Looking West from The Jump Up, north of Itjinpiri on the way to Amata, 1995

The Sower

Palm Sunday 2006


We begin back at the sea, the oasis.

Mark 4:1-9 Again he began to teach beside the sea. Such a very large crowd gathered around him that he got into a boat on the sea and sat there, while the whole crowd was beside the sea on the land. 2 He began to teach them many things in parables, and in his teaching he said to them: 3 "Listen! A sower went out to sow. 4 And as he sowed, some seed fell on the path, and the birds came and ate it up. 5 Other seed fell on rocky ground, where it did not have much soil, and it sprang up quickly, since it had no depth of soil. 6 And when the sun rose, it was scorched; and since it had no root, it withered away. 7 Other seed fell among thorns, and the thorns grew up and choked it, and it yielded no grain. 8 Other seed fell into good soil and brought forth grain, growing up and increasing and yielding thirty and sixty and a hundredfold." 9 And he said, "Let anyone with ears to hear listen!"

These images resonate through western society. Jesus in his boat on the shore has been on the wall in almost every Sunday School! We are so familiar with the path where nothing takes root and the shallow soil, that it is hard to know if this is really what people are like, or whether this is simply what the traditions about this parable have taught us to look for.

In the middle of Mark's story of the sower there is a contradiction.

Do you not understand this parable? Then how will you understand all the parables? 14 The sower sows the word. 15 These are the ones on the path where the word is sown: when they hear, Satan immediately comes and takes away the word that is sown in them. 16 And these are the ones sown on rocky ground: when they hear the word, they immediately receive it with joy. 17 But they have no root, and endure only for a while; then, when trouble or persecution arises on account of the word, immediately they fall away. 18 And others are those sown among the thorns: these are the ones who hear the word, 19 but the cares of the world, and the lure of wealth, and the desire for other things come in and choke the word, and it yields nothing. 20 And these are the ones sown on the good soil: they hear the word and accept it and bear fruit, thirty and sixty and a hundredfold."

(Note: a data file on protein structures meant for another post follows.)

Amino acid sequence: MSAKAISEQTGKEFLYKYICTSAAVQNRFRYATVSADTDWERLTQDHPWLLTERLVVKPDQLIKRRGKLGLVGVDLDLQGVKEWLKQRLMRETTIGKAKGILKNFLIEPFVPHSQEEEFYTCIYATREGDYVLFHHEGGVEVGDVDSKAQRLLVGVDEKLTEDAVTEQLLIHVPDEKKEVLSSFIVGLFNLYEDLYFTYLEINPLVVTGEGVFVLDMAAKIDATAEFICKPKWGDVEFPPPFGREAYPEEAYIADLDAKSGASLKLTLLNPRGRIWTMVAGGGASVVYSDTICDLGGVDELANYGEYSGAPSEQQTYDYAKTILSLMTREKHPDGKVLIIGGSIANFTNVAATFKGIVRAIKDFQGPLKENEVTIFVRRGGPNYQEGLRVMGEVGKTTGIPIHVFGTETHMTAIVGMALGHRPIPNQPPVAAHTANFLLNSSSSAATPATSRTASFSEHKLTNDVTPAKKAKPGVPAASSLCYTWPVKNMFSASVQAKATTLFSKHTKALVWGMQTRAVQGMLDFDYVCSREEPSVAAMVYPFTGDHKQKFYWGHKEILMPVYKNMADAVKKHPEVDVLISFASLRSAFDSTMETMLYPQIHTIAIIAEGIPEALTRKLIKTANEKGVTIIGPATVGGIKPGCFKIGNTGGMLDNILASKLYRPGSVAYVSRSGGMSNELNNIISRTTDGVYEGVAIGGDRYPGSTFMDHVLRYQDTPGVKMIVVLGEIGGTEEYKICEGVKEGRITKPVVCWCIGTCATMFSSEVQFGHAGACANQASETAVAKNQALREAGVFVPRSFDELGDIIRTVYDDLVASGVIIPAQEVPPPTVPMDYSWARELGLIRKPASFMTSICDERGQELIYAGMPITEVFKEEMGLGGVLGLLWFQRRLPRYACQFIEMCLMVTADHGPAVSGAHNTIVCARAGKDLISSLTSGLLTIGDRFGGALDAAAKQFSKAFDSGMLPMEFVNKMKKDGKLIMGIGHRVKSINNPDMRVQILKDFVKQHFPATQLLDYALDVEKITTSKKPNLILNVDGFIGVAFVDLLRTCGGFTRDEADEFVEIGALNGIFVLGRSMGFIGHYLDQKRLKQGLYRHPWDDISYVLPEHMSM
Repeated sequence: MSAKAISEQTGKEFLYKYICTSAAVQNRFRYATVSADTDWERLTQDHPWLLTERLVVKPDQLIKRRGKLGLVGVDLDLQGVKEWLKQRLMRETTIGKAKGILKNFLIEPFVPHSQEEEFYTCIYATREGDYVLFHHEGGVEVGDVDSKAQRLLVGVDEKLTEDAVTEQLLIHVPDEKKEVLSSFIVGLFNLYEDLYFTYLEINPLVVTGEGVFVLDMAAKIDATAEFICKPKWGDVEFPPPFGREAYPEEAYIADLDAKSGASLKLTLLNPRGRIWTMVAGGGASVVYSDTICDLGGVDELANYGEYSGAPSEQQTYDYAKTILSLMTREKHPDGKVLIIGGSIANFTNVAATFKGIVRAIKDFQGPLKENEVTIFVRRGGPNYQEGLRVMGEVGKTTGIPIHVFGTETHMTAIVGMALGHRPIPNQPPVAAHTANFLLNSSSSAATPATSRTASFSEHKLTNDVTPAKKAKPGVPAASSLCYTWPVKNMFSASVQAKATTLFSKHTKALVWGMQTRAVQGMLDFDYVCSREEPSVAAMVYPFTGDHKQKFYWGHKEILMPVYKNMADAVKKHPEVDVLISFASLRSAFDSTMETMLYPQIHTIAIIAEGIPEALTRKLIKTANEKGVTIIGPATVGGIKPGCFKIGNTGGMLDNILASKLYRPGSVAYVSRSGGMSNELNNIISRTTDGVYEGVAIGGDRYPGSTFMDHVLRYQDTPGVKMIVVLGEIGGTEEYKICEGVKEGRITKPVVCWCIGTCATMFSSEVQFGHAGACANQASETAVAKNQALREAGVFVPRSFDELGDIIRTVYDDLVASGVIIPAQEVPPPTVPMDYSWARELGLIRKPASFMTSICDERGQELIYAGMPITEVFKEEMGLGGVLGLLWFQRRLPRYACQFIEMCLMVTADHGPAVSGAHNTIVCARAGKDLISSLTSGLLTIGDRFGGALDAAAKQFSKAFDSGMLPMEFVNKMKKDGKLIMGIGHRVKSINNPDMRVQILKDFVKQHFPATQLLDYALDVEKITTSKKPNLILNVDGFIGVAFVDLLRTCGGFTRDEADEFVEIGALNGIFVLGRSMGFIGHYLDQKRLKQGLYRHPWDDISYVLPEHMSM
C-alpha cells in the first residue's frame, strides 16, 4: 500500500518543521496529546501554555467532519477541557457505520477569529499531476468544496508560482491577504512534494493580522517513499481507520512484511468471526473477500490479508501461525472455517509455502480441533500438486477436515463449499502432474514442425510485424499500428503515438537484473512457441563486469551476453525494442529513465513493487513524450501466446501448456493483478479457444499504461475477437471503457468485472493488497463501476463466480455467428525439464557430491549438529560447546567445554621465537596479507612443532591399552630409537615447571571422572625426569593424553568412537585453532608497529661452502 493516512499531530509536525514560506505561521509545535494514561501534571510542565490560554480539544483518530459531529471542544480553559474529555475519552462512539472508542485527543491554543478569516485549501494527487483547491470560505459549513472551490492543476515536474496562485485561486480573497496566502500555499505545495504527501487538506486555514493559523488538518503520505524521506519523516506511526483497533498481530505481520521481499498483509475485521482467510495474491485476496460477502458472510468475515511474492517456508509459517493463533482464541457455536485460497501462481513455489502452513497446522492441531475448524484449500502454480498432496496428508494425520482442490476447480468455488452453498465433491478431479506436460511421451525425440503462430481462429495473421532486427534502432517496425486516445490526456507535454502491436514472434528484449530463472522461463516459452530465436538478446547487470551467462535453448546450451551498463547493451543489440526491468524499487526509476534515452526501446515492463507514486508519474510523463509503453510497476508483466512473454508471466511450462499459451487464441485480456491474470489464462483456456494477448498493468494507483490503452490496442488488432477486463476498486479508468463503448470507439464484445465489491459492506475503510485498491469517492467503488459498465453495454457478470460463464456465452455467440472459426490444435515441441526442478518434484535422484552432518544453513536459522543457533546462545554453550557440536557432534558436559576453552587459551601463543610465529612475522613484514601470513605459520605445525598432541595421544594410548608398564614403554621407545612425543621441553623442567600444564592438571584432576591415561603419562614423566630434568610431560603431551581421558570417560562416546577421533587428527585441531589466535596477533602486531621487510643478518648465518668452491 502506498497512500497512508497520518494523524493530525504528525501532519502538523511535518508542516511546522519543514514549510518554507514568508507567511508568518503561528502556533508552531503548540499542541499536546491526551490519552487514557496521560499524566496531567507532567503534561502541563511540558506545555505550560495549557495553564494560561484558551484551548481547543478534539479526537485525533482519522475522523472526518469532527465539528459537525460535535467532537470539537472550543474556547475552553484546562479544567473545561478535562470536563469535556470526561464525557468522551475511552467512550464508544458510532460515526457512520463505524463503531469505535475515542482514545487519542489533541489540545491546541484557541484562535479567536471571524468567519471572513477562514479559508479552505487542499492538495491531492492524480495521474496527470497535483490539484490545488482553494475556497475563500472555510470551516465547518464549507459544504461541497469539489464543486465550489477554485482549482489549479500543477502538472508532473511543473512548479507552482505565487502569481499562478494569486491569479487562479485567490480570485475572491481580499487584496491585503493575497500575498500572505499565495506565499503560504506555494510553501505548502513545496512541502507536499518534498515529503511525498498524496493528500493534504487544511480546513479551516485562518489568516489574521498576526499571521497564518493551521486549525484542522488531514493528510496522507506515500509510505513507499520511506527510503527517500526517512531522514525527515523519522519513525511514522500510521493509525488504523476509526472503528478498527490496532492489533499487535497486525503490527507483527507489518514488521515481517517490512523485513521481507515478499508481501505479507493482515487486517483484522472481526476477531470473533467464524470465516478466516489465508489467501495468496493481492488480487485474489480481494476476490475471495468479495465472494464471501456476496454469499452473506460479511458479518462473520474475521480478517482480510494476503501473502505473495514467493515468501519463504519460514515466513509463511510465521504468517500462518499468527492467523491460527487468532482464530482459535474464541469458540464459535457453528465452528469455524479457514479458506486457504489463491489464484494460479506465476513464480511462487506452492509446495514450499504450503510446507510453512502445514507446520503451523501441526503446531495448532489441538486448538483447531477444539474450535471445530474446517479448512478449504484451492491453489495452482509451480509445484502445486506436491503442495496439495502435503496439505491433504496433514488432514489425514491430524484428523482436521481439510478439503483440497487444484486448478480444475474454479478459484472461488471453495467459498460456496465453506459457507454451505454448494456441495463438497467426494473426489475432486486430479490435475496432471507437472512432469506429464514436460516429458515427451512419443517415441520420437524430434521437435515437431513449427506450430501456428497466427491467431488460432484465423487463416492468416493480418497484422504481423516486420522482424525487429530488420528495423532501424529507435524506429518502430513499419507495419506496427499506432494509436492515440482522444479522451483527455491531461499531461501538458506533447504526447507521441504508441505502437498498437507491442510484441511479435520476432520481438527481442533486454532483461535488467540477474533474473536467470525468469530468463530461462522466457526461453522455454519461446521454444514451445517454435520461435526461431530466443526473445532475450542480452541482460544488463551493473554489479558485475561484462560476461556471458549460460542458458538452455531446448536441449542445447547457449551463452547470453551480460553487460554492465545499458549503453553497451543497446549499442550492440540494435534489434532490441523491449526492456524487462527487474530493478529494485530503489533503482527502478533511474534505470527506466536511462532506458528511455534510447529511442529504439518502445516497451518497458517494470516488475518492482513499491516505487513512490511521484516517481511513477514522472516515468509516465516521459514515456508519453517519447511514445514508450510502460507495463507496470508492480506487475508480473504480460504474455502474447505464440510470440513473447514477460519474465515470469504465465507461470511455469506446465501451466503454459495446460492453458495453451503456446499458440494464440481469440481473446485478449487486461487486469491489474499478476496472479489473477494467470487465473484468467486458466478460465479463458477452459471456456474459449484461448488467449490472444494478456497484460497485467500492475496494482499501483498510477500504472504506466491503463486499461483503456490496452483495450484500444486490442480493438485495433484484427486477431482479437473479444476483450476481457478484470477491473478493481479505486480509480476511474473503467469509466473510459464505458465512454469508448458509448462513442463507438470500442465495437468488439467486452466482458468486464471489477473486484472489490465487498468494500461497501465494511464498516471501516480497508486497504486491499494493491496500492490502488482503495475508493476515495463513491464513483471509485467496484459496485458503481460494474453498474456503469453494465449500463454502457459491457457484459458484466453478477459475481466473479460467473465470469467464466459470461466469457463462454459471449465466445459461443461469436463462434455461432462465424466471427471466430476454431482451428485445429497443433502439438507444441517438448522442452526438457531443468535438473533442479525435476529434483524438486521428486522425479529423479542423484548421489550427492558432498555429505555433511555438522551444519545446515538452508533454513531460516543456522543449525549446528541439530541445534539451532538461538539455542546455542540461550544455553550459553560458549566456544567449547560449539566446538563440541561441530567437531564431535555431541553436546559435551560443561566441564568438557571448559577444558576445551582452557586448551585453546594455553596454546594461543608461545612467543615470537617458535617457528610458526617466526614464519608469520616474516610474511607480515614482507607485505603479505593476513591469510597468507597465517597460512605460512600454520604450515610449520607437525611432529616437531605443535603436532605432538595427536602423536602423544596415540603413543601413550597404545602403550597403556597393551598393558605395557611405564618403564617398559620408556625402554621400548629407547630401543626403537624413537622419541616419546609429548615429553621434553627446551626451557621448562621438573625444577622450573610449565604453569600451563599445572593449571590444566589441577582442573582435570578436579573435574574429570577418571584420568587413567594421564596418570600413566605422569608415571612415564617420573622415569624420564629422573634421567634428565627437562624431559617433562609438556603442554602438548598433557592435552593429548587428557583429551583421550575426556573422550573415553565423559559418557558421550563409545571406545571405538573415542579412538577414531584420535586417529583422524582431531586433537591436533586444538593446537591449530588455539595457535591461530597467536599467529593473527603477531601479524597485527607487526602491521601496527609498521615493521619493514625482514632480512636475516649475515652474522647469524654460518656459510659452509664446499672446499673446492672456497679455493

''The sower sows the word." This is the first explanation Jesus gives for the parable- the sower is tossing the seed out on the ground. In the next sentence there is an immediate change. The sower's seed is not the word. The seed is the response the sower receives; ''These are the ones on the path where the word is sown...."

This is a classic case of different traditions being cut and paste together, once we have eyes to see beyond a naive understanding that Mark is literal descriptive history. Matthew 13 has the same story, but leaves the reference to the seed being the word out. It is a contradiction.

I think there were two traditions, word = seed, and follower of Jesus = seed. Each speaks to us.

In the first tradition a sower sows the word. This is perhaps the news about God's love- it is not specified directly. There will be a harvest, and a very rich harvest at that. It will happen despite the fact that some seed seems to be wasted. Telling the story will bear fruit, perhaps long after the sower is gone.

One commentary suggested this fits with the very early church and the travelling preacher who moves across the country and is never in one place for long. This tradition would not suit later Christians, he said, who had to live in their local community. For them, the second tradition makes sense. Jesus had told them already how some disciples would fall away, like a life choked out by worry, and how some people would not even respond! It made sense of their situation. It makes sense of ours, where we see great fruit, and apparently, lukewarm conviction.

We are told else where, "Judge not, that you be not judged," which is excellent advice. For me the best word in this second tradition is not to measure my neighbour by the story, but to question myself. What are the cares of the world and the lure of wealth doing to my response to God? What seed do I bear?

I have seen the first tradition as an encouragement. Years ago a lad arrived desperate and destitute on our doorstep in Tennant Creek. He had been robbed. He'd managed to ring his sister hundreds of miles away in Darwin. She sent him to us. We fed him, and gave him a place to sleep. I suggested the church, which had padded pews, and an awesome air conditioner. He chose to sleep in the stifling summer heat of the old hall, on the cement, in the dust, along with some strange ne'er-do-wells who were freaky at best. I say to parents and grandparents. ''You've given your child the word. They know some of the language of the church, they know where to go. In their time of need they know God is not someone to fear."

Linking the parable and the two interpretations is "the reason" for parables. This linkage answers two questions for Mark's audience. ''Why do some people just not get it, when it comes to hearing the gospel, and why did Jesus seem to make things more complicated with parables instead of plain ''English?" ...... well, Aramaic?"

You can read that here, on the next page.

Direct Biblical quotations in this page are taken from The New Revised Standard Version Bible, copyright 1989, Division of Christian Education of the National Council of the Churches of Christ in the United States of America. Used by permission. All rights reserved.

 


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